Jeff Linroth has gone hiking in Colorado for 35 years. In this time he’s seen a few people and a few things. Nothing so “interesting” as getting an up-close and personal view of lightning at an altitude of 14,000 feet. How did this happen? It came about as a result of an error that has been happening for as long as humans have been hiking above treeline – summiting too late.
Hiking in the Colorado Rockies is a source of enjoyment for many. When Jeff Linroth goes hiking, high-altitude hikes that include reaching the summit of named mountains has always been the biggest draw. While all trips into mountainous terrain require planning and taking precautions, the higher one goes, the more things there are to consider. On the day he met lightning in its natural habitat (up high with no available cover or shelter), Jeff had taken many precautions. He had planned alternate routes of descent, including one that would enable very rapid loss of altitude. He made note of these routes on the ascent. He reviewed the weather forecast the night before. Jeff failed, however, to heed a couple of the most important and well-known rules of safe high-altitude hiking.
- Get on the trail early enough to reach the summit and depart by noon.
- Turn around and descend promptly if you see potentially threatening weather materializing.
How did this happen to a seasoned hiker who for decades has known the right things to do? Simply put, Jeff did not maintain all of the discipline required to safely enjoy a high-altitude hike.
The night before Jeff Linroth goes hiking he arrives at his lodging in time to go to sleep early. He didn’t do that this time. This was the beginning of the cascade of events that eventually led to him alternating between running from the summit and lying flat next to the few rocks he could find to use as shelter from a growing and potentially deadly storm. Opting to sleep a little later Jeff hit the trail rested, but well into the middle of the morning. He made good time, walking at a brisk pace and enjoyed the sunny and clear day. When he reached the exposed ridgeline leading to the 14,000-foot summit he could see clouds forming a few miles away. “I’m almost there”, he thought as he picked his way walking across the loose rock. With his back to the clouds he heard the first rumble – the telltale sign that a thunderstorm is growing. Shooting a quick glance over his shoulder Jeff was almost trotting toward the summit. Minutes later he arrived at the summit marker.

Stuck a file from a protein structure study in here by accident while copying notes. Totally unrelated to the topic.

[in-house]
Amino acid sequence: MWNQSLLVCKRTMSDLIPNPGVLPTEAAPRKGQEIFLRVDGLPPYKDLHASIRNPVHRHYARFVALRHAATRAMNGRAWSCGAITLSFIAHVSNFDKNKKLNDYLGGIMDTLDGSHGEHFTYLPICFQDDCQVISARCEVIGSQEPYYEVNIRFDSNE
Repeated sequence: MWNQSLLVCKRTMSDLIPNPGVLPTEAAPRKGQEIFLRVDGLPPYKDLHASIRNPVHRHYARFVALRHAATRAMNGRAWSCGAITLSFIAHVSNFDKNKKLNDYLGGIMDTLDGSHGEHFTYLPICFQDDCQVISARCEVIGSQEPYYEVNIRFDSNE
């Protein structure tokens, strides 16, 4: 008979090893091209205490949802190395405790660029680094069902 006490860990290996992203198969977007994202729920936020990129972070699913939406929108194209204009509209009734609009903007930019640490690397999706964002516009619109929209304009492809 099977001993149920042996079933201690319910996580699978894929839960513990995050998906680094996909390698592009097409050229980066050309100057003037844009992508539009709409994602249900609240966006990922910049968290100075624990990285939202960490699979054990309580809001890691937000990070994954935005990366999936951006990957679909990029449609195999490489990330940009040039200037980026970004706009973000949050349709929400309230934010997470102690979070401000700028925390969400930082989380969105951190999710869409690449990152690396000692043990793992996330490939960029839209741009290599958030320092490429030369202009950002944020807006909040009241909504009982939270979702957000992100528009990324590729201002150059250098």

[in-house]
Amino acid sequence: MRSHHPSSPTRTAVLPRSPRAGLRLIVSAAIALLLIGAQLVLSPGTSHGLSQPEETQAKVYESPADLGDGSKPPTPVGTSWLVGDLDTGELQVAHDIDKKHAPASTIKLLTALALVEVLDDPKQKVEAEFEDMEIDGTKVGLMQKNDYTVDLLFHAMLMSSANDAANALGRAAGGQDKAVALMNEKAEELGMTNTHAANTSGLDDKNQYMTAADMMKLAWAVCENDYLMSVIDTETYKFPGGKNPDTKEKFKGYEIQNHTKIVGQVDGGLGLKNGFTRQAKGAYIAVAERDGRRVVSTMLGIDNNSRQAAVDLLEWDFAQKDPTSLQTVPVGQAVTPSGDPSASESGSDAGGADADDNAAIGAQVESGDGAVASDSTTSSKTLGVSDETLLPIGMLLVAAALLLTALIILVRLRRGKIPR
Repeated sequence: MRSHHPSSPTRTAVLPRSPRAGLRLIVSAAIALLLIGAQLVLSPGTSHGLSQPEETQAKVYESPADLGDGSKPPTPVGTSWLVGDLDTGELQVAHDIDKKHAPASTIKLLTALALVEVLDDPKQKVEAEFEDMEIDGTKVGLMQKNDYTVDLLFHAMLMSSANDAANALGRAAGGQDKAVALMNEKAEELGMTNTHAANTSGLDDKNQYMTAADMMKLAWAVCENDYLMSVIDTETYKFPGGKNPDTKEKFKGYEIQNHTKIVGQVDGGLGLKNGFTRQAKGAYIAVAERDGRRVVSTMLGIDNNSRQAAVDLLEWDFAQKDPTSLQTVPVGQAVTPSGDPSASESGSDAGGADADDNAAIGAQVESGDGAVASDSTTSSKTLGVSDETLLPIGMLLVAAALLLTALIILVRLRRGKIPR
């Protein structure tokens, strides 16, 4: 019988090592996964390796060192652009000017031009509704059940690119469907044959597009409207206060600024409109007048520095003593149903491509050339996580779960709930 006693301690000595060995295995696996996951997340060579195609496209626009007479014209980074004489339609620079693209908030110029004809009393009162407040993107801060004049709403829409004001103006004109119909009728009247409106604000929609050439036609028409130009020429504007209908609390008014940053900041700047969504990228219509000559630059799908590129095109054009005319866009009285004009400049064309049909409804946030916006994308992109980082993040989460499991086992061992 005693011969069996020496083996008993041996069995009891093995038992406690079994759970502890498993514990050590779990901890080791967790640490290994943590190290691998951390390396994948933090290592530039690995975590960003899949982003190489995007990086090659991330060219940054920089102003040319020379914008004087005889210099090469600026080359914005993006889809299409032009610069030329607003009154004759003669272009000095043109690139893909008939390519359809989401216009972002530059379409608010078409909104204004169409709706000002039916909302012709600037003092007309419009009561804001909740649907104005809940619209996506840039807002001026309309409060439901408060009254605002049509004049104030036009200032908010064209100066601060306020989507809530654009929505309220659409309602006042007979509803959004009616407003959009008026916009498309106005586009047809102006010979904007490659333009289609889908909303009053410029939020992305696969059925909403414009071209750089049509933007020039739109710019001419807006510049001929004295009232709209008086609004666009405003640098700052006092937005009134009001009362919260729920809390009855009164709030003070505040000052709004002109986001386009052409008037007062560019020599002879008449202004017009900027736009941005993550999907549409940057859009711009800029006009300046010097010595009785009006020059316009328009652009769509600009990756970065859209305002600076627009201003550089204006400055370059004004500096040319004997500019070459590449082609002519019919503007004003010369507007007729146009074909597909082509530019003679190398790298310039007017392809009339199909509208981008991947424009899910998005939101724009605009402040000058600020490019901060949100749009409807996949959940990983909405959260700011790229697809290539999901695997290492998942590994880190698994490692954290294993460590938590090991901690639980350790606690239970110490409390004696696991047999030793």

Normally reaching the summit produces a couple of very satisfying rewards for Jeff. Satisfying his growling stomach by eating the lunch he has hauled up in his backpack is usually the first order of business. This is followed by settling into a comfortable “chair” provided by a nearby rock formation to enjoy the view for a few minutes and perhaps take a few pictures or even shoot a video clip. On this day, however, reaching the summit was completely different.
Jeff turned around and felt a strong gust of wind on his cheek and saw that, in a matter of 10 minutes, a small storm had formed behind him. In an instant he realized that he had made at least one serious mistake. He had failed to immediately descend at the first sign of a storm forming. His heart beat increased as he quickly retraced his steps back along the ridge knowing he needed to get down the mountain – and fast! He was now moving toward the gathering storm. As the wind picked up he began to run…and to think of how he might avoid a direct confrontation with this storm. It was too late.
Within another minute Jeff could feel the hair on his head standing up and ice pellets hitting him. He ran to a small pile of rocks and laid flat. To his great relief, his hair also returned to its normal position. He got up and resumed running until again he felt the terrifying sensation of his hair standing up due to the heavily charged air around him. He was in the midst of a storm. He remembered the “escape route” he had mapped out and prayed that he could reach it before disaster struck him in the form of a lightning bolt. He reached the rock slide and turned left and slid down the chute of loose rock as fast as he dared…occasionally digging in with his feet to control his speed. Within minutes he was well below the ridgeline and out of the storm.
Needless to say, surviving this error in judgment has made Jeff redouble his efforts to maintain safety discipline when hiking and to encourage others to do the same.
- Jeff Linroth
11 replies on “Jeff Linroth Has Gone Hiking”
Lightning is not to be messed with.
Hair standing on end means YOU ARE CHARGED. A lightning strike is immanent. Getting to shelter is imperative, you may only have a few seconds
What a story!
We can learn from each others’ experiences.
Despite Dr. Frankenstein’s profession that lightning will ‘re-animate’, I’m pretty sure that lighting will ‘dis-animate’.
Indeed it has a propensity to de-animate. Though I was very animated in my descent!
Hello, Jeff. We’re starting to get very cold weather here. How are the temperatures in your neck of the woods?
Great to hear from you. The weather here is seasonably cool … but no lightning! 🙂
It’s surprising we don’t have more casualties from weather than we do, given the dangers
On the wrong side of 60 I did Long’s Peak!
Age is just a number
So is altitude
Really interesting article. I enjoy a good hike too and reading about hiking is almost the next best thing.